Saskatoon berry (Amelanchier alnifolia) is a deciduous native shrub that grows from western Ontario to British Columbia and the Yukon. The city of Saskatoon takes its name from a Cree word for the sweet, fleshy fruits, which were of prime importance to Aboriginal people and early settlers. On the prairies, saskatoons were a major ingredient in pemmican. Saskatoons are very hardy plants that can survive winter temperatures of -50 to -60º Celsius with a lifespan of 30 to 50 years. Plant size ranges from a small to large shrub or tree 4 to 6 m high.
Saskatoon plants are transplanted by hand or mechanical transplanters, typically 1 to 1.5 m apart in rows 4.5 to 6 m apart. Over time, these plants produce suckers (or daughter plants) that fill in the row and form a hedgerow. Plants begin producing fruit 3 to 4 years after transplanting. Flowering occurs from early May to early June (3-20 days long) and fruits are harvested from mid- to late July. Typically, grass cover is planted between the rows. In commercial orchards a plant can yield about 1.1 kg. Fruit are harvested by hand or mechanical harvester.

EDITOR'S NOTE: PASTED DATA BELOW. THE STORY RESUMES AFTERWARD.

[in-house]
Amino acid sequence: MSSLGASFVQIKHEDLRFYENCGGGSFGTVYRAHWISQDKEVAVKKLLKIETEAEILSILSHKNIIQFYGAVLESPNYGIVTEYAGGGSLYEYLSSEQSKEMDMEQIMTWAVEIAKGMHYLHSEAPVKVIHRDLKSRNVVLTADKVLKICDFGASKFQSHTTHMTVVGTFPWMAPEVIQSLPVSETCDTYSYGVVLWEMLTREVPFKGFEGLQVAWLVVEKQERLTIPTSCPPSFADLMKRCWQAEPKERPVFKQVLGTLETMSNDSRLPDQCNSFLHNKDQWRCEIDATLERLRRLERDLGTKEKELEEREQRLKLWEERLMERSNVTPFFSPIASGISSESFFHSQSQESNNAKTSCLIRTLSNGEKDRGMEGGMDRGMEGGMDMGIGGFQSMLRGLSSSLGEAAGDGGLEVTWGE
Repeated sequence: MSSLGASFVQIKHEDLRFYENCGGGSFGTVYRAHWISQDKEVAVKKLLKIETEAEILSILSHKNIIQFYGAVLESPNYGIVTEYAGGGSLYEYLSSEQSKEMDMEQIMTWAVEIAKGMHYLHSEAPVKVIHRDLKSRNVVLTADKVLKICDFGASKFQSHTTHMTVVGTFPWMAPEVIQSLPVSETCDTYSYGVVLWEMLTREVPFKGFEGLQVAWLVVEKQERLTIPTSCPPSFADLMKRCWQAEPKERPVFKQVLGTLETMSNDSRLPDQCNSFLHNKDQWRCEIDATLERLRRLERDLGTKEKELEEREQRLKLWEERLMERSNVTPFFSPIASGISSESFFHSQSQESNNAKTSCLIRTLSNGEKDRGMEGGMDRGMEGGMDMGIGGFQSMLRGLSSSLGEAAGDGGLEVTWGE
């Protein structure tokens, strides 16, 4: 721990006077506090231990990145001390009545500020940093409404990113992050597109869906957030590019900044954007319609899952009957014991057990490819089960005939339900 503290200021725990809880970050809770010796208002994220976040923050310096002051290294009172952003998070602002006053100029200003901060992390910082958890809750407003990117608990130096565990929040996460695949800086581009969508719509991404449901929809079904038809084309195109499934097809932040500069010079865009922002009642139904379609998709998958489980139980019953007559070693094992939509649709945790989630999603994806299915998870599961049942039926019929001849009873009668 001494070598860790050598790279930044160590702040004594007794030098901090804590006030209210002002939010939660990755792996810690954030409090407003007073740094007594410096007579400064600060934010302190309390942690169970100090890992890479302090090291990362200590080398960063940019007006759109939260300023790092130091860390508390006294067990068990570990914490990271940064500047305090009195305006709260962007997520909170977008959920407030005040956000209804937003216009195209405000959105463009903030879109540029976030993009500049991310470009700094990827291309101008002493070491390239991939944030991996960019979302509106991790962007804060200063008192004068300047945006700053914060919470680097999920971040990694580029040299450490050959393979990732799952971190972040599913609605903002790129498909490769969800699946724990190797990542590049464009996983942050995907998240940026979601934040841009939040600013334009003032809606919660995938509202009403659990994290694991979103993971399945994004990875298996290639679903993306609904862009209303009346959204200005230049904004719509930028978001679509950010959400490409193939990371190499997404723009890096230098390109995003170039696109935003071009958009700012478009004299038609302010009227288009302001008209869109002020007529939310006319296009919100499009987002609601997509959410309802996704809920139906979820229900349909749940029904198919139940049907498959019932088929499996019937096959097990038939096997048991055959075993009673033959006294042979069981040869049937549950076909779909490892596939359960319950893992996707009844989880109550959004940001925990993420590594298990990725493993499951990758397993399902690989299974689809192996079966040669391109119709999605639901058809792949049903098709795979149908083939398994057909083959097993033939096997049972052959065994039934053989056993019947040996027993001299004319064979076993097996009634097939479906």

Commercial saskatoon orchards in Canada started in the late 1980s. Before that time most harvesting was from the wild. The majority of commercial orchards are present in Manitoba, Saskatchewan and Alberta. Most saskatoon orchards sell their fruit directly off the farm to customers, fresh or frozen. Some farms are u-pick operations while others offer pre-picked berries. Many orchards have begun selling their fruit for processing into jams, pie fillings, fruit toppings and syrups. Saskatoons have similar nutritional properties to other dark-coloured berries and, as with all fruits, are a good source of antioxidants.